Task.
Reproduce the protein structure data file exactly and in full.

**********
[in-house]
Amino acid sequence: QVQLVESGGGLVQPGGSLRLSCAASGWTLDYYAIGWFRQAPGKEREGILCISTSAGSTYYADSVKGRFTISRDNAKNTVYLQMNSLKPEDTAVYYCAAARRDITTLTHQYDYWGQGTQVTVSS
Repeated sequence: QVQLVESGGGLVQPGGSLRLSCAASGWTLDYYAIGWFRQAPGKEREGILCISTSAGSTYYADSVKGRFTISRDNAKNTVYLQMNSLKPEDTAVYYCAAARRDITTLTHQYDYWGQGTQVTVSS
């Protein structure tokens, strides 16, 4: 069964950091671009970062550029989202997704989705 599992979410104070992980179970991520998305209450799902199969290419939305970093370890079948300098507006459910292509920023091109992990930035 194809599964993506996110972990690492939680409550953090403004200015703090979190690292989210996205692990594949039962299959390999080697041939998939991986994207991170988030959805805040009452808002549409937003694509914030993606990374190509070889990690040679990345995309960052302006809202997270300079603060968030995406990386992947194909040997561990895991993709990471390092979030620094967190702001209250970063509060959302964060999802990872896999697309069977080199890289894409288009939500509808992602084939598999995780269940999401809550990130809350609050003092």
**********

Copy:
[in-house]
Amino acid sequence: QVQLVESGGGLVQPGGSLRLSCAASGWTLDYYAIGWFRQAPGKEREGILCISTSAGSTYYADSVKGRFTISRDNAKNTVYLQMNSLKPEDTAVYYCAAARRDITTLTHQYDYWGQGTQVTVSS
Repeated sequence: QVQLVESGGGLVQPGGSLRLSCAASGWTLDYYAIGWFRQAPGKEREGILCISTSAGSTYYADSVKGRFTISRDNAKNTVYLQMNSLKPEDTAVYYCAAARRDITTLTHQYDYWGQGTQVTVSS
């Protein structure tokens, strides 16, 4: 069964950091671009970062550029989202997704989705 599992979410104070992980179970991520998305209450799902199969290419939305970093370890079948300098507006459910292509920023091109992990930035 194809599964993506996110972990690492939680409550953090403004200015703090979190690292989210996205692990594949039962299959390999080697041939998939991986994207991170988030959805805040009452808002549409937003694509914030993606990374190509070889990690040679990345995309960052302006809202997270300079603060968030995406990386992947194909040997561990895991993709990471390092979030620094967190702001209250970063509060959302964060999802990872896999697309069977080199890289894409288009939500509808992602084939598999995780269940999401809550990130809350609050003092």